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article imageReview: ‘Hellboy’ gives new meaning to ‘big red’ Special

By Sarah Gopaul     Apr 20, 2019 in Entertainment
The latest ‘Hellboy’ takes a different approach to the narrative that fans of the original may not enjoy as much, but it stands on its own fairly well.
The debate regarding nature vs. nurture rages on, though the answer is probably a bit of both. However, then the question becomes, which carries more weight and can potentially overpower the other? Not judging a creature by its appearances is typically a grade school lesson, but it can be difficult to keep in mind when one looks so monstrous… or comes from Hell. Yet, with the proper cultivation almost any intelligent being has the potential to be a contributing member of society instead of a destructive one. In Hellboy, he is in a constant struggle with good and evil, but at least good is winning so far.
In the Dark Ages, an immortal witch named Nimue (Milla Jovovich) was trying to summon a supernatural plague that would wipeout humanity. Fortunately, she was stopped by King Arthur, who dismembered her undying body and scattered it across the globe. However, someone is now putting her back together and the Bureau for Paranormal Research and Defense (B.P.R.D.) are the only ones who can stop her from destroying the world. In the meantime, the investigation is also revealing a lot about Hellboy’s (David Harbour) origins and the role he’s expected to play in the end of the world, which causes tensions between him and his adopted father, Professor Broom (Ian McShane)
Guillermo Del Toro’s take on “Big Red,” starring Ron Perlman in the title role, was a bit campy, but undeniably enjoyable. Hellboy’s sense of humour was dry and consistent, as well as enhanced by his timely sarcasm. He was also joined by two agents who countered and complemented his attitude and expertise. Harbour’s version has a similar yet slightly softer look, though his wit has been boiled down to a sprinkling of one-liners — and unfortunately most of the funniest scenes are in the trailer. He seems a bit younger than his counterpart, perhaps portraying a know-it-all agent in his 20s who’s yet to gain some hardening life experiences versus a grown man who’s been around the block a few times. He’s also teamed up with even younger agent, Alice Monaghan (Sasha Lane), and more-than-meets-the-eye grouch, Major Ben Daimio (Daniel Dae Kim).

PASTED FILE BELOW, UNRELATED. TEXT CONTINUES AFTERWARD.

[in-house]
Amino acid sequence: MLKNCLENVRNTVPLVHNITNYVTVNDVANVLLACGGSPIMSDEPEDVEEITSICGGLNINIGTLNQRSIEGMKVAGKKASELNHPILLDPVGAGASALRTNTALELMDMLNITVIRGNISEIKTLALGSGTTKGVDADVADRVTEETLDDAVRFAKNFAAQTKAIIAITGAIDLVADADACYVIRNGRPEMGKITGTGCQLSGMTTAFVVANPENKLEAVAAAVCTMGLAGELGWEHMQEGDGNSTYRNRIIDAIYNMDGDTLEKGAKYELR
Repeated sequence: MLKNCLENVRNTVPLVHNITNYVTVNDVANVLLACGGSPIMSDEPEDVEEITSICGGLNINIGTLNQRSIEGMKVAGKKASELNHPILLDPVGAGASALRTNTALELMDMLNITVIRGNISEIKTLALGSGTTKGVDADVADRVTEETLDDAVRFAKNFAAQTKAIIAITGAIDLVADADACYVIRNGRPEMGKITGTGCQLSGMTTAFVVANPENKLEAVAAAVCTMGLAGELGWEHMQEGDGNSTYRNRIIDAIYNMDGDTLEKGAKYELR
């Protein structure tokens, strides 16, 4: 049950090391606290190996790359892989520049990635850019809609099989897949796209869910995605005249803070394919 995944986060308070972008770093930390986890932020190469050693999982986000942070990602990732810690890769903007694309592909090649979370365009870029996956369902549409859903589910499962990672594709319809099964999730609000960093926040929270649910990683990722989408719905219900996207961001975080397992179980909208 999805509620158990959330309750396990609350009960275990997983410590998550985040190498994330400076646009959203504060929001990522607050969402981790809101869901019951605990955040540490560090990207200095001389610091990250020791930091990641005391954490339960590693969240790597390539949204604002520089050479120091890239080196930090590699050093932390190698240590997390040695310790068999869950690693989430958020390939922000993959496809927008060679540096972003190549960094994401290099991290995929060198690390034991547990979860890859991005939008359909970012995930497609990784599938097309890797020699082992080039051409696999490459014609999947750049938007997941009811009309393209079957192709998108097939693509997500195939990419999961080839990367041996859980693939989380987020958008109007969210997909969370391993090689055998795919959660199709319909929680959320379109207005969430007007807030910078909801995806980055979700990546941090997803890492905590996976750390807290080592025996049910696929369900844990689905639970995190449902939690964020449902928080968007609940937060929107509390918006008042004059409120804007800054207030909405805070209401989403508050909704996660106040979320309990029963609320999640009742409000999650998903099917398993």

The B.P.R.D.’s job is to contain supernatural threats to our existence, which has always positioned it in the horror genre. This film embraces that with a lot of big, hideous monsters and a much darker narrative. It also goes for a more mature rating by incorporating curse words, and gallons of blood that spills and sprays everywhere during battle. It’s not really scary, but they definitely have the gore-factor covered. The fully-realized ability of the girl who can talk to the dead is uniquely fascinating, while the alternative take on a changeling has interesting repercussions.
It’s difficult not to compare films — particularly when the first picture has such a loyal following — and, in doing so, the original definitely triumphs. But judged on its own, director Neil Marshall delivers a solid genre picture that explores some unexpected aspects of Hellboy’s life while fully embracing its darker side.
Director: Neil Marshall
Starring: David Harbour, Milla Jovovich and Ian McShane
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